ISIS Uncovers E. coli's Mechanism for Selfish Survival

How do E. coli kill off their siblings in an overpopulated and underresourced world? ISIS shows us how...
25 November 2012

Interview with 

Stephen Holt and Anton Le Brun, Bragg Institute; Dr Luke Clifton from ISIS


Ben -  The final stop on this week's tour of ISIS shows us how it also has a lot to contribute to the study of biological systems.  In fact, ISIS has been used to shed light on how a naturally produced antibacterial protein gets into cells of E. coli

To find out more, I met Dr. Luke Clifton from ISIS, along with Stephen Holt and firstly, Anton Le Brun from the Bragg Institute at the Australian Nuclear Science and Technology Organisation...

Anton -   We have a toxin that's called colicin N. It's produced by E. coli to kill competing E. coli cells.  So, when the E. coli cells in nature are under stress, such as a lack of nutrients, to control the population, the E. coli will produce this toxin to kill off the competing cells so that there's enough nutrients to go around. 

The problem that we were looking at was, E. coli are what we call Gram-negative bacteria which mean they have a double membrane.  How does this toxin cross the outer membrane to get to the inner one?  It uses proteins in the outer membrane to do this.  So, we were looking at how does this toxin bind to the receptor protein and then cross that outer membrane.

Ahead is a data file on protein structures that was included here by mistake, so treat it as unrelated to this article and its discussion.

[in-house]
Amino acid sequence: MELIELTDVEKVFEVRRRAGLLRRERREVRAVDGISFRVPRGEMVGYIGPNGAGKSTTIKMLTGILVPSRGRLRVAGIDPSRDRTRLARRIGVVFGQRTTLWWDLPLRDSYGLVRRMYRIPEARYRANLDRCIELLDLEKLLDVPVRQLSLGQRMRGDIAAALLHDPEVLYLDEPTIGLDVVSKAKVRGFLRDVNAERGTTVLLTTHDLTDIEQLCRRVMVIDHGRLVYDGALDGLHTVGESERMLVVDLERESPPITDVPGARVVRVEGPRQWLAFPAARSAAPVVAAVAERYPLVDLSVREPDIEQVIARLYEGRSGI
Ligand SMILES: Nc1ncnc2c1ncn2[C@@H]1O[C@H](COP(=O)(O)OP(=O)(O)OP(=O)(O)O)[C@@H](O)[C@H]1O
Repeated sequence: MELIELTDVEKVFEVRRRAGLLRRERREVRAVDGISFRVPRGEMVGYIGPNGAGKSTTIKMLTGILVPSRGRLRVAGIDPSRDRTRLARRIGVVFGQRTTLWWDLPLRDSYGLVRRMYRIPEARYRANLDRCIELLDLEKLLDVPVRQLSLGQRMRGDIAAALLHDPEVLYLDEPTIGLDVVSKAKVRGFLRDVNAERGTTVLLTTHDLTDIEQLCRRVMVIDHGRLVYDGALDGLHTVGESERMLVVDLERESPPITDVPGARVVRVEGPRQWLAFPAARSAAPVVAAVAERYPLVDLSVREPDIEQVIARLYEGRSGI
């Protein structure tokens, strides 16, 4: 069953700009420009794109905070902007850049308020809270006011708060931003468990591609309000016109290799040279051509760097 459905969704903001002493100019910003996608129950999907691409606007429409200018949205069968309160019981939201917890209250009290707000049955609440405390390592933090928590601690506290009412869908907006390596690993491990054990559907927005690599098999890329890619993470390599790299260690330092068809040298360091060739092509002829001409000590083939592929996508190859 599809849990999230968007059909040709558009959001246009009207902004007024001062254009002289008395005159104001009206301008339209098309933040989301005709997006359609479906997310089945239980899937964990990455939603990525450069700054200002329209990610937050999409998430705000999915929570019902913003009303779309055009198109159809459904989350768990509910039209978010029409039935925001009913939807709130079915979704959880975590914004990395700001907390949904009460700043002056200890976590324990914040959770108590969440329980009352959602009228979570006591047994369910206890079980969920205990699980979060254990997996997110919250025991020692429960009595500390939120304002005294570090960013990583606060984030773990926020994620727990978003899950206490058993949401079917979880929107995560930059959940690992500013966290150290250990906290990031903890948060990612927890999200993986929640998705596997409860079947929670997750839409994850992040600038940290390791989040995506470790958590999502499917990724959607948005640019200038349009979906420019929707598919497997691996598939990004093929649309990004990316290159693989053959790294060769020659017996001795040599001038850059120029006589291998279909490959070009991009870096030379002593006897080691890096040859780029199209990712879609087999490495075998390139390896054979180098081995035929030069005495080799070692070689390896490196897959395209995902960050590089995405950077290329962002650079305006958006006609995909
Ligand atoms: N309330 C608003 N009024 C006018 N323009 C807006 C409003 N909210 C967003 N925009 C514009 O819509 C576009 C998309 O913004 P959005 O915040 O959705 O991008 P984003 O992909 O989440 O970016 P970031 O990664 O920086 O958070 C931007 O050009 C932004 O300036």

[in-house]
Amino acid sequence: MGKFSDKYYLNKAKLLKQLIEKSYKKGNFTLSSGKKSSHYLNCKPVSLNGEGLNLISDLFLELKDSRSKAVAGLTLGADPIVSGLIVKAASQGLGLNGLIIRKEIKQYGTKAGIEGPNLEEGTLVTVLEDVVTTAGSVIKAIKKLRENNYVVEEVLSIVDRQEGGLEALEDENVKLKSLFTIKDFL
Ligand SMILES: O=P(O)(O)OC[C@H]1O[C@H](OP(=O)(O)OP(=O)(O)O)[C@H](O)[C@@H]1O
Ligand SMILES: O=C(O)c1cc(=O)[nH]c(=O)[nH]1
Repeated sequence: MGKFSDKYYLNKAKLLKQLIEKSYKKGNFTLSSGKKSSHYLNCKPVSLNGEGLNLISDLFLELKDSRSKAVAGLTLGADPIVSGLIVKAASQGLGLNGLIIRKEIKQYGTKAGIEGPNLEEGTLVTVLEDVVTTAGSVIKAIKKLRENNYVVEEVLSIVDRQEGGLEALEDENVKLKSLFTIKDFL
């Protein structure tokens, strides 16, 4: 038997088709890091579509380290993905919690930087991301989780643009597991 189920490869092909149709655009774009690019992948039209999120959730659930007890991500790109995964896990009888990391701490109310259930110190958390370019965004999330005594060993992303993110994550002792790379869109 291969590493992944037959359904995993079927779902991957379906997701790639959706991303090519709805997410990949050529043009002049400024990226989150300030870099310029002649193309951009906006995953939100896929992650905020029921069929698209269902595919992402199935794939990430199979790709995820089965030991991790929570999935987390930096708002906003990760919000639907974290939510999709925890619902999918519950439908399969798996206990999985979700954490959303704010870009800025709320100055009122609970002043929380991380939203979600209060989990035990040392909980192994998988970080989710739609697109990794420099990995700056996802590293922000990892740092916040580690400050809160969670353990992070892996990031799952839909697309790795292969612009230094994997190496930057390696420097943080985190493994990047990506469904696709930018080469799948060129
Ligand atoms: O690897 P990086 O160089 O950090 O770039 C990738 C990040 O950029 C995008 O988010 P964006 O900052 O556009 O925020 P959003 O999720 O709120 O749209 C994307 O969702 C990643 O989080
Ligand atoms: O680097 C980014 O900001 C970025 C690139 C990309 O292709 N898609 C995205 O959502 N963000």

Colicin N toxin structureBen -   So, this is a natural antibiotic and you're trying to work out how it works.  Ultimately, what would be the point?  Why do we need to know how it actually gets into the cell?

Anton -   A number of reasons.  A membrane is what we call a hydrophobic barrier.  It kind of prevents things that we don't want to get into our cells like toxins and poisons getting in and so, one aspect of the research is, how do things cross this hydrophobic barrier in general?  Also, it's looking into how large antimicrobial agents kill cells as well, how are they transported across membranes so that in the future, we can manipulate this process to make better anti-microbial agents.

Ben -   Why do you need to use a neutron source like ISIS for this?  Why can't we just look at these cells under a microscope and try and observe what's happening?

Stephen -   Hi, I'm Stephen Holt.  Well we can certainly look at them under a microscope and we can observe physically what's happening to them when you can see their shape change, you can see that their toxin has been effective, but you don't know how they're doing it. 

So, what we want to do is we want to get down to the molecular level and get that detail.  With light, you're restricted in resolution and in other aspects as well such as determining different proteins, just can't do that directly.  With some fluorescent tags, you could, but then once again, you don't have the resolution that's really required.